Best Cleveland style heads?

Discussion in 'Classic Mustang Specific Tech' started by BlueBossS197, Mar 17, 2008.

  1. I'm looking to buy some good Cleveland/ aftermarket Cleveland heads that flow well. I am aware that the 4V cleve. heads flow fairly well with a mild port job. My question, is there anything better ported/non-ported that are better than the factory 4v heads either ported/non-ported? I am hoping to keep Yates heads out as they are fairly expensive. I know Kaase has the Aussie style "3V" heads, but that is the only aftermarket style I am aware of. Hopefully there is something better! Thanks in advance for any input! :nice:
  2. What are your goals for the car ? The 2v vs 4v heads will do different things better.
  3. Edelbrock's making Cleveland heads now too.
  4. CHI makes the heads that won several Engine Masters competitions and did well even through several rule changes. CHI 3V are the best for overall power, but they require a specific intake to match. CHI also offers 2V and 4V heads to match up with your existing intake/exhaust if that's what you want. I think their prices are good for a low volume and very high quality piece.

    There are other manufacturers of heads, but IMO CHI is the best. However, if you want cheap, just slap on either 4V closed chamber or 2V "aussie" closed chamber cast iron heads. They don't need any work at all to beat many other small block heads, so they are a bargain for what you get.
  5. Well, my car is a 96 GT, but I came here for pushrod knowledge. But my goals for this car are to make it a road race car with a good breathing, high revving engine. I would like to take a Cleveland 4 bolt main block and clean it up and stuff a speed-o-motive 408 stroker kit in there with custom pistons to fit whatever head I get. I want to make this motor rev to around 8000 or if possible on a 408, higher than that. But the 408 may limit my goals. I want this motor to make not as much, but similar power to the Roush NASCAR motors i.e. a good 650-700 rwhp. If there is anything else I left out, let me know. I am not the most knowledgeable person about motors, but know just about as much as the average gearhead lol. So just any input or contructive criticism is welcome! Thanks.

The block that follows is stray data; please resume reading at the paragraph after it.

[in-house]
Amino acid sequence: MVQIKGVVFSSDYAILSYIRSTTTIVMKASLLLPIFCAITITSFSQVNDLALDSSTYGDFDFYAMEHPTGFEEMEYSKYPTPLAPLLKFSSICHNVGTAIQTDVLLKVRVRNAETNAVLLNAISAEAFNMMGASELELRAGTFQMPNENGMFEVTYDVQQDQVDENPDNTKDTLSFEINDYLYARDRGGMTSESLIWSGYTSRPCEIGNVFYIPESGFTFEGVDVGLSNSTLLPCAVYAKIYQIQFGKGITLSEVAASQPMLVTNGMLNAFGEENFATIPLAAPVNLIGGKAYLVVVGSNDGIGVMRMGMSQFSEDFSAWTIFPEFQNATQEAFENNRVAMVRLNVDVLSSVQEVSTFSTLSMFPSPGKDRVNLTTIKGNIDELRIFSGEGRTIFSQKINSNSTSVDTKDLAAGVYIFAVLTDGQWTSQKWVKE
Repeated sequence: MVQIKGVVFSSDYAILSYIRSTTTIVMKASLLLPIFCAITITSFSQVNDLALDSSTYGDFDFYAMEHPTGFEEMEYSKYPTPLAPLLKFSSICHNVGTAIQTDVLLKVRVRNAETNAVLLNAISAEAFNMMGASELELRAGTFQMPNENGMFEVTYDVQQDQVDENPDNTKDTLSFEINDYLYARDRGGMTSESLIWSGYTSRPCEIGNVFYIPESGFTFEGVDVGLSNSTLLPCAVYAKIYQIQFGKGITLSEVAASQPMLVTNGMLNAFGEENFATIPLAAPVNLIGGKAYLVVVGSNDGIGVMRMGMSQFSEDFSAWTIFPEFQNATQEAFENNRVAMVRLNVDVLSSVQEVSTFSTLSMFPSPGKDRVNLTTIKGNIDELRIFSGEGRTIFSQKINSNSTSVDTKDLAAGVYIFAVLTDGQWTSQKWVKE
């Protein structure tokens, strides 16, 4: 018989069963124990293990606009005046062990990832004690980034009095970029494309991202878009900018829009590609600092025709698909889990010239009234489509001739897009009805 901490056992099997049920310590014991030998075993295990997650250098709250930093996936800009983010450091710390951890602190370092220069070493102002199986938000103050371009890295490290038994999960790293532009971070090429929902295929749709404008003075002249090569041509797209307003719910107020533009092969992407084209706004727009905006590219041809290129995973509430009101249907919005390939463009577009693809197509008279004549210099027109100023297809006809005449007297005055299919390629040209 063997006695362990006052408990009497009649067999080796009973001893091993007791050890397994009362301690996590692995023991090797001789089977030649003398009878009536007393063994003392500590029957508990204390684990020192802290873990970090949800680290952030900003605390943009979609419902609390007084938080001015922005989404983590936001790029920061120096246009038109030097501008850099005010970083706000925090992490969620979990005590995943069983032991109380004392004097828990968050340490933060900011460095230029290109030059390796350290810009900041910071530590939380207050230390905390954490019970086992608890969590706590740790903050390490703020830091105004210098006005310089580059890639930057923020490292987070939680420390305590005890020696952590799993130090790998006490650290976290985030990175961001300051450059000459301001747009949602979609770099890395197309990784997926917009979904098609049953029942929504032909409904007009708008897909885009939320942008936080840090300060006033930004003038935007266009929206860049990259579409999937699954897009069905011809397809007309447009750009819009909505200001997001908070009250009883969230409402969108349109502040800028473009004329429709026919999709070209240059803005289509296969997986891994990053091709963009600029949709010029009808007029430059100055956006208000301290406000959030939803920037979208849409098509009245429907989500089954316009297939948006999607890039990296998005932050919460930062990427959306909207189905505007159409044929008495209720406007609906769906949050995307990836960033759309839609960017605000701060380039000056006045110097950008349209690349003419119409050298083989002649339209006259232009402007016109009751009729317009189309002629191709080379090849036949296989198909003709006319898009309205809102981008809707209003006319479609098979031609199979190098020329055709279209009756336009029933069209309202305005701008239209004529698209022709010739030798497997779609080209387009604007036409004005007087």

6. News flash: Airflow Dynamics, aka, AFD, is just about to realease three new alloy heads for the Clevo. Here's the AFD web site, although these new products are not up on the web site yet. Here's a post from last Thursday from AFD Dave himself to the Cleveland Forum:

    The part about the price being competitive with Edelbrock: the Edelbrock Cleveland heads are about $1,980 a pair assembled, $1,400 bare, at Summit. BTW, most Cleveland guys say save your money rather than buy Edelbrocks. They flow about the same as a ported iron 2v head from 38 years ago, and not as well as ported 4v iron heads.

    Regarding that 8000 rpm target, I don't think you'll make it with a 408. But if that's what you want and you also want it to hold up under road race (rather than drag strip) use, you should plan on starting with an aftermarket block. That means a Windsor block, from Dart or World Products. You can put Cleveland heads on a Windsor block without a lot of trouble, so that's not a problem. It is pricey, though, about $2000 for the bare casting. (There is also an aftermarket Cleveland block (9.2" deck height, dry intake) that's 6-12 months from production.)